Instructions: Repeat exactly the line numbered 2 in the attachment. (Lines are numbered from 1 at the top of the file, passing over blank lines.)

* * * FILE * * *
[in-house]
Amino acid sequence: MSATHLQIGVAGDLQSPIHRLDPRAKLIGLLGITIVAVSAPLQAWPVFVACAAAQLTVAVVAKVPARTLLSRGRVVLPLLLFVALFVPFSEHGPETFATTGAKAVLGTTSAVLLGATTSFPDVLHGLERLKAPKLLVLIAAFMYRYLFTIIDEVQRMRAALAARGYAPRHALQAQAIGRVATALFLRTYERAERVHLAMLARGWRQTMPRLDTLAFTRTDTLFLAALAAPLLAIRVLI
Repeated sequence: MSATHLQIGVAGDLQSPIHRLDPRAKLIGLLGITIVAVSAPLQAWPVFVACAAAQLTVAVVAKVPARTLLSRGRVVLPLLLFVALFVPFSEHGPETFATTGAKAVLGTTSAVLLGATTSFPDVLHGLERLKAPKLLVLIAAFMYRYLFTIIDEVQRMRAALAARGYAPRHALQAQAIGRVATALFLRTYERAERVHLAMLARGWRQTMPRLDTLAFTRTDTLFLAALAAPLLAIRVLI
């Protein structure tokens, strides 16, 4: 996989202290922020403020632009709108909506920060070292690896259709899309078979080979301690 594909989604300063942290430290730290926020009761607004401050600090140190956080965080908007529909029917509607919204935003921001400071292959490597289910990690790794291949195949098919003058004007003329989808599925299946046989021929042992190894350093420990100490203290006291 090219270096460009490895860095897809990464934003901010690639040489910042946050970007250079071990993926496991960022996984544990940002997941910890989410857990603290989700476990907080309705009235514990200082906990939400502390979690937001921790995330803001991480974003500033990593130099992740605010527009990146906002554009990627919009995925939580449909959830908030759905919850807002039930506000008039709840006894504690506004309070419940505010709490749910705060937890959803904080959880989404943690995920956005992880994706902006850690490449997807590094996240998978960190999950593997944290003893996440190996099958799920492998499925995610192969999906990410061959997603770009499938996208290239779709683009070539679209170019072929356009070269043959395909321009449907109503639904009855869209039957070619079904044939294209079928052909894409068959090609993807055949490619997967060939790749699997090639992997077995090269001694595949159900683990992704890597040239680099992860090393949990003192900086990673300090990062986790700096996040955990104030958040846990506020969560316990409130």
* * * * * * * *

Amino acid sequence: MSATHLQIGVAGDLQSPIHRLDPRAKLIGLLGITIVAVSAPLQAWPVFVACAAAQLTVAVVAKVPARTLLSRGRVVLPLLLFVALFVPFSEHGPETFATTGAKAVLGTTSAVLLGATTSFPDVLHGLERLKAPKLLVLIAAFMYRYLFTIIDEVQRMRAALAARGYAPRHALQAQAIGRVATALFLRTYERAERVHLAMLARGWRQTMPRLDTLAFTRTDTLFLAALAAPLLAIRVLI